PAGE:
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Muscogee Local Government

Endorsements Help Voters Learn

Voters years ago would fold up a wrinkled copy of the local newspaper’s political endorsements and carry them into the voting booth as a road map on Election Day. Those days are gone, fueled by a schedule of early voting that takes some people to the polls long before papers have published their choices.

So should newspapers make endorsements?

Mother Jones has published a scorecard of endorsements in the presidential race. The headline is that Donald Trump has yet to earn an endorsement. Hillary Clinton has been endorsed by 18 daily newspapers and even wacky Gary Jones has been tabbed by three papers. Polling data says otherwise and a visit to social media sites paints an entirely different picture.

But this doesn’t mean newspapers should give up their ancient franchise. Comments on the editorial pages still impact thinking and helps some people sort out their opinions.

The true value of endorsing comes in the local races. Newspaper editorial boards invite candidates into the office for interviews. The importance of these conversations lies in the questions that are asked, for they help locals frame their own ideas about the issues.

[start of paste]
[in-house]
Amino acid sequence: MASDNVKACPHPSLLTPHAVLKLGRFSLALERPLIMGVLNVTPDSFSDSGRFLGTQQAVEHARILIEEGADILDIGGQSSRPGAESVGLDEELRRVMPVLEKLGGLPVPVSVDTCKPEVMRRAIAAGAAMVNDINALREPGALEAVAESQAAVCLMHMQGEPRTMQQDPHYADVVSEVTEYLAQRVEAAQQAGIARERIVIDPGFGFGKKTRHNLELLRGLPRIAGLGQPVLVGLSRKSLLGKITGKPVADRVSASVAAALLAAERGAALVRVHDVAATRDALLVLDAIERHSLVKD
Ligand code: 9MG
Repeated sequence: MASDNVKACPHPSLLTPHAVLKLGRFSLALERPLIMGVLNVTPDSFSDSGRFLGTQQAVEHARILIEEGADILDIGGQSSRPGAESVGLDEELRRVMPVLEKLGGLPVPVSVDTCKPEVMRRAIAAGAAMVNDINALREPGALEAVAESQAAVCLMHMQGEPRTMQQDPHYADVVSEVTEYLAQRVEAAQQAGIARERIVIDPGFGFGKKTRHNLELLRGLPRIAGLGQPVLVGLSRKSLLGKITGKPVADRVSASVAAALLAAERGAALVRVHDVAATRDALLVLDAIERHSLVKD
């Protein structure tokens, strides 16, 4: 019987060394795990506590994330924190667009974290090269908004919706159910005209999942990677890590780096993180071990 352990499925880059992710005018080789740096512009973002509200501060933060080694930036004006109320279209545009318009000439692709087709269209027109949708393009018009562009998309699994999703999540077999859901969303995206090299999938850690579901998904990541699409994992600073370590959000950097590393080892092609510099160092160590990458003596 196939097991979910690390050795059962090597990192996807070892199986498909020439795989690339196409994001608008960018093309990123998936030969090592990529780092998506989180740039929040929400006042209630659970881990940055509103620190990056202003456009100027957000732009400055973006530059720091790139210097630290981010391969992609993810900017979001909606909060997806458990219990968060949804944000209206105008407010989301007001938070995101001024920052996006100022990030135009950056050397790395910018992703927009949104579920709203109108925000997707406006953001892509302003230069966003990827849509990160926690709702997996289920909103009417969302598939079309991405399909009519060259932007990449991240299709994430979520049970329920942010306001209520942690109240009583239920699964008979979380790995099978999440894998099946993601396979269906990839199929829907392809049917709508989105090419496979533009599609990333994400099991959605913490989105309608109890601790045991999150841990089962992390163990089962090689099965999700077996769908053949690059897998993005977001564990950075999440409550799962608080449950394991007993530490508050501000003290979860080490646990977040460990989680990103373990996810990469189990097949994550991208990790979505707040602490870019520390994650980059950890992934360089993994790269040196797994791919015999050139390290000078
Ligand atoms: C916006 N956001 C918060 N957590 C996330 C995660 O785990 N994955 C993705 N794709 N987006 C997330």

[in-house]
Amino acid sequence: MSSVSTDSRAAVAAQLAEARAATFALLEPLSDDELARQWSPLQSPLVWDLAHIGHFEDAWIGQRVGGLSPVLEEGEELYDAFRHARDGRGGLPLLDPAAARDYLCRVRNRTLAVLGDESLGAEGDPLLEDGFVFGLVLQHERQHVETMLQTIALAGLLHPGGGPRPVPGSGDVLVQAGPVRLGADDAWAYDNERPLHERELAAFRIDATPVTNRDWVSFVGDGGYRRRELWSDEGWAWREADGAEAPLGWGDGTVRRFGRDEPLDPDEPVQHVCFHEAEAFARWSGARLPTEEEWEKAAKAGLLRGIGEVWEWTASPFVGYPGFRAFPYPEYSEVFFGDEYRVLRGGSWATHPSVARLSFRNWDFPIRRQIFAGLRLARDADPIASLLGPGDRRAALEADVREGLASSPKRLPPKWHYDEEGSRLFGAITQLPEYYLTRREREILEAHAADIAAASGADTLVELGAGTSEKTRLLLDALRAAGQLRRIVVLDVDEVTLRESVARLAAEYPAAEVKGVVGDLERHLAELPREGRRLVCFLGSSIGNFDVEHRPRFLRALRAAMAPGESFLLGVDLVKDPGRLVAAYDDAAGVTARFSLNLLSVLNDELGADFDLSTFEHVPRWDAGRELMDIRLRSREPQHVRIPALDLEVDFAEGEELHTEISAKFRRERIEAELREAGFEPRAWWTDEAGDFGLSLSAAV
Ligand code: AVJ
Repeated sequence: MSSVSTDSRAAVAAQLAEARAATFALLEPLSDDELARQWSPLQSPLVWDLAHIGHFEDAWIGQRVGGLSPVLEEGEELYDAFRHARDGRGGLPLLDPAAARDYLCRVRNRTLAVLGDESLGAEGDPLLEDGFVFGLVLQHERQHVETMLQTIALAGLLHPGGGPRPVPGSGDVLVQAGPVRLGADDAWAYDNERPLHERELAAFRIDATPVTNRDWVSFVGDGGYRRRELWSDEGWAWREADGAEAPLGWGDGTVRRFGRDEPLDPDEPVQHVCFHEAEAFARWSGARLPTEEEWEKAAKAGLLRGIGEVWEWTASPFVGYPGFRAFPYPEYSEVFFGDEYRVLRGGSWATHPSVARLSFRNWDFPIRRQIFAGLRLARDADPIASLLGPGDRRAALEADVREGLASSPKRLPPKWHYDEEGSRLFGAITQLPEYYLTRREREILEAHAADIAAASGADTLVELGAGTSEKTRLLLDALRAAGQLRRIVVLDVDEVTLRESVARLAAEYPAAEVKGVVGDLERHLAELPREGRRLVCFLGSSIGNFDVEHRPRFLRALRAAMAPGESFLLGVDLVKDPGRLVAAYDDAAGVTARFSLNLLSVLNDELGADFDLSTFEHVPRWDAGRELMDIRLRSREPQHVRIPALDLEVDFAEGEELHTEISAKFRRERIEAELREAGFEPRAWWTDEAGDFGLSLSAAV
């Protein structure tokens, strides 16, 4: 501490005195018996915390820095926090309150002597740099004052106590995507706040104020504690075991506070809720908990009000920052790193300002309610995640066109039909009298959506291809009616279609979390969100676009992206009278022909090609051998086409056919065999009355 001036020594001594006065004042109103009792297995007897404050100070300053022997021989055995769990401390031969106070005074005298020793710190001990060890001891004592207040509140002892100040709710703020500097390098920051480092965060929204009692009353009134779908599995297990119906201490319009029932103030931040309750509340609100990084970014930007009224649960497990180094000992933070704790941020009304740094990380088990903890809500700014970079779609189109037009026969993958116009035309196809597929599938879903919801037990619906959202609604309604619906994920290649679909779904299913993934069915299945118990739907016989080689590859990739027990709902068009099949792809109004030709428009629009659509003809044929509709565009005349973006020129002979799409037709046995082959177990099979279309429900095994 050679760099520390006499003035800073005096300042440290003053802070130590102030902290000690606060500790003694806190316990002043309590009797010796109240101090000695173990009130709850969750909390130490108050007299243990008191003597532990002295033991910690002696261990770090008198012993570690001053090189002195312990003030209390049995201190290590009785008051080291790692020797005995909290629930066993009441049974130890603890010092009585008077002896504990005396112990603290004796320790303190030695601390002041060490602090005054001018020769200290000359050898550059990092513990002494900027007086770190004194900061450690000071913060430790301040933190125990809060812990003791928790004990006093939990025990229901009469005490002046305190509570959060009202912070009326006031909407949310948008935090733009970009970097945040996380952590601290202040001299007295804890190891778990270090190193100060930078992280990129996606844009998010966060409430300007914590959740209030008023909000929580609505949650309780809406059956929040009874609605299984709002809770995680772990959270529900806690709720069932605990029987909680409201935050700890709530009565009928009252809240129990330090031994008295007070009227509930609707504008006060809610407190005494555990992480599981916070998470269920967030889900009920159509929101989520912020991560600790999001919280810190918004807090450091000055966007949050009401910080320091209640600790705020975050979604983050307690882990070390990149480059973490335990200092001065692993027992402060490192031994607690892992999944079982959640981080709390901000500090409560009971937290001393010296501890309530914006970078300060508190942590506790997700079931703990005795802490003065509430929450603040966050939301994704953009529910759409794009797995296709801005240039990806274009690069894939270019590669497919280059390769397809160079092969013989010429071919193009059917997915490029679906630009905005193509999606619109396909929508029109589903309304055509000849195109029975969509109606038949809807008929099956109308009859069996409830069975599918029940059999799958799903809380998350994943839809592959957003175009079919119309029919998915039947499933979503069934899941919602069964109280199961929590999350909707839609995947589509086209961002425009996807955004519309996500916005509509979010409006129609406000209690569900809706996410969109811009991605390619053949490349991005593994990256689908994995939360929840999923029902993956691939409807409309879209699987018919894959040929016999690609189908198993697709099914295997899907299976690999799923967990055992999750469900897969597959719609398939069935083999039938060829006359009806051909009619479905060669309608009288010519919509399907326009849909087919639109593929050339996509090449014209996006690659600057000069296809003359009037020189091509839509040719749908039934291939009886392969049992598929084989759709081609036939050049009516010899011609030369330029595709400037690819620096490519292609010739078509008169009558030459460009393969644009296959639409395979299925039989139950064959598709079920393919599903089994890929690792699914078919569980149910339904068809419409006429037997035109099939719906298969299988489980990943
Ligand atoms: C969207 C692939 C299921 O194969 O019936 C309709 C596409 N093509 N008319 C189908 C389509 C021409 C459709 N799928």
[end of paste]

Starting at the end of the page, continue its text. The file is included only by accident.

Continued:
I have sat in on scores of these meetings and it is fascinating how much you can learn about a candidate by sitting across the table from him or her. Body language can be deafening. You know immediately if the candidate has prepared or whether they just showed up.

Board members then vote among themselves and it is those decisions that show up in print. Years ago, after an internal debate about how much clout the endorsements really had, our research showed an amazing track record.

As the final decisions grow closer, keep reading. You may learn something.

 

1 Comment

1 Comment

  1. John

    October 6, 2016 at 12:12 pm

    Depends on the motivation for the endorsement. Most (all?) the newspapers endorsing HRC are owned by Left leaning corporate entities. So how valuable is such an endorsement? Many papers, and polls, predicted the Governor of GA would now be named Carter and our junior Senator would be Nunn – in a landslide. How did that turn out? Immediately prior to the vote the consensus was the Democrats were ahead by 5 or more points. They both lost by double digits as I recall. Newspapers seem to have become so tied to ideology that their impact is nominal.

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